Skip navigation

Exonerated Prisoner Sues New York City for 16 Years of Wrongful Incarceration

Former New York prisoner Ricardo Jimenez, 55, filed suit in federal court for the Southern District of New York on August 2, 2023, accusing New York City and three former officers with its Police Department (NYPD), as well as the Bronx County District Attorney’s Office (DAO), of violating his civil rights when they railroaded him into a murder conviction of which he was later exonerated. The suit seeks $50 million in compensation for 16 years of wrongful imprisonment that followed.

Jimenez was convicted of a brazen July 1989 murder at the Bronx’s Whitestone Cinemas, in which 20-year-old Sean Worrell was shot to death during a screening of Batman. Initial witness accounts described an argument between Worrell and his friends and another man while they stood in line for popcorn. Concession stand workers described all involved as Black men, noting both victim and shooter spoke with Jamaican accents.

Esco Blaylock, 15, who also worked at the theater, initially didn’t give a detailed description of the shooter. However, he later claimed that he knew the shooter as “Leon,” a Black man with light skin and the ability to mimic a Jamaican accent. Though he later changed his story and said he didn’t witness the shooting, his testimony led police to identify Jimenez, who was Puerto Rican and allegedly sometimes known as “Leon.” Arrested but not positively identified—because Blaylock failed to appear at a lineup—Jimenez was released, and the case went cold.

Then in 2000, Andrew O’Brien, a federal prisoner with a cooperation agreement for a reduced sentence, claimed to be an eyewitness and identified Jimenez from a mugshot he was shown. However, it wasn’t until 2006 that police again contacted Blaylock. Changing his story again, he claimed to be a witness, after all, identifying Jimenez as Worrell’s killer. A jailhouse snitch named Kevin Morrissey, who was held at Riker’s Island with Jimenez after his arrest, claimed to have heard his confession. Jimenez was convicted of second-degree murder in 2007 and sentenced to a prison term of 22 years to life.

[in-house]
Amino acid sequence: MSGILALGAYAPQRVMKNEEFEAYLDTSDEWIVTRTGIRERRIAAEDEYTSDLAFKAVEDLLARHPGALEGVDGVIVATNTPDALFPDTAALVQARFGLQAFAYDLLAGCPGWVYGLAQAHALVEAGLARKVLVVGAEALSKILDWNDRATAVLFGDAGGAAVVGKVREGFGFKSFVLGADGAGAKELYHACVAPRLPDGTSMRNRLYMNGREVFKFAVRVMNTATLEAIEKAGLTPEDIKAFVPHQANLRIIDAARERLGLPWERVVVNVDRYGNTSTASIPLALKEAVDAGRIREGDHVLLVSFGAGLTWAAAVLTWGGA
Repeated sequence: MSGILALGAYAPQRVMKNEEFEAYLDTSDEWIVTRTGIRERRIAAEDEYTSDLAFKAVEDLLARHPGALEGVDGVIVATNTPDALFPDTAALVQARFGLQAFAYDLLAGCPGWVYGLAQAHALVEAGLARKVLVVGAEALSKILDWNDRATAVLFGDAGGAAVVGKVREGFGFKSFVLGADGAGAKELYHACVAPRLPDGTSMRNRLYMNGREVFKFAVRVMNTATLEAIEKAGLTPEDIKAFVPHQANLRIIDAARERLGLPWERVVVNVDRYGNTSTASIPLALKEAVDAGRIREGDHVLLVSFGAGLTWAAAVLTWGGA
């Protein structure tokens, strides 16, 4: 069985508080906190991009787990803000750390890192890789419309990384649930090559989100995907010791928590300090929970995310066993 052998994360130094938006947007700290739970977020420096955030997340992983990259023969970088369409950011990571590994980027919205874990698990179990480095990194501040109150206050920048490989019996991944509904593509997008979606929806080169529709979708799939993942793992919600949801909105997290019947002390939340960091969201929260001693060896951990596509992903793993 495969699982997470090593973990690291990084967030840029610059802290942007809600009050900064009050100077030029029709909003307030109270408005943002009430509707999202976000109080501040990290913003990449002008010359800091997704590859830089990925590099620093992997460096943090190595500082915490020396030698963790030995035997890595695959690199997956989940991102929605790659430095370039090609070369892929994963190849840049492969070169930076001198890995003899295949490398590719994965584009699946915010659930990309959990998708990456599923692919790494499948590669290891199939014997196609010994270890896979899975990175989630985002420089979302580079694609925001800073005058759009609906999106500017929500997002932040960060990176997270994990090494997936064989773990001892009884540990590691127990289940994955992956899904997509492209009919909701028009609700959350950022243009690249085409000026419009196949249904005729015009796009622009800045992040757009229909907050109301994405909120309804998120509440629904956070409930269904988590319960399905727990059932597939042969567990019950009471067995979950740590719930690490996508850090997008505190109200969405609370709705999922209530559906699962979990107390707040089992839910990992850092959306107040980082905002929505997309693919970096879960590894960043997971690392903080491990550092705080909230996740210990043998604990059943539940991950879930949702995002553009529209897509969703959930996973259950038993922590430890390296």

In addition to the problematic witness identifications, however, there was also exculpatory evidence that wasn’t fully disclosed, including the extent of O’Brien’s cooperation agreement, as well as his involvement in a criminal gang with lots of enemies. Also not disclosed was evidence of Morrissey’s serious mental illness. Moreover, the jury never heard about bullets from a second weapon found at the scene, meaning Worrell was possibly killed by “friendly fire” as his friends shot at the suspected gang members attacking him.

Jimenez raised these claims in state court but ran into a dead end. Finally in 2019, he filed a federal habeas corpus petition in the Court. Calling the case against Jimenez “weak,” U.S. District Judge Paul Oetken said that state courts had applied “unreasonable” standards for evaluating undisclosed evidence and granted the petition in July 2022, vacating Jimenez’s conviction and ordering a new trial. After his release from prison in November 2022, the state dismissed the charges against him on April 10, 2023.

“Nothing can make up for 16 years of being locked up,” Jimenez said. “These jailhouse informants know how the system goes. They know how to work it.”

He is represented by attorneys from Kelner & Kelner in his suit against the city, DAO and former NYPD officers Wendell Stradford, Michael Serrano and Christopher Horn. See: Jimenez c. New York City, USDC (S.D.N.Y.), Case No. 1:23-cv-06751.


Additional source: Univ. of Mich. National Registry of Exonerations

Related legal case

Jimenez c. New York City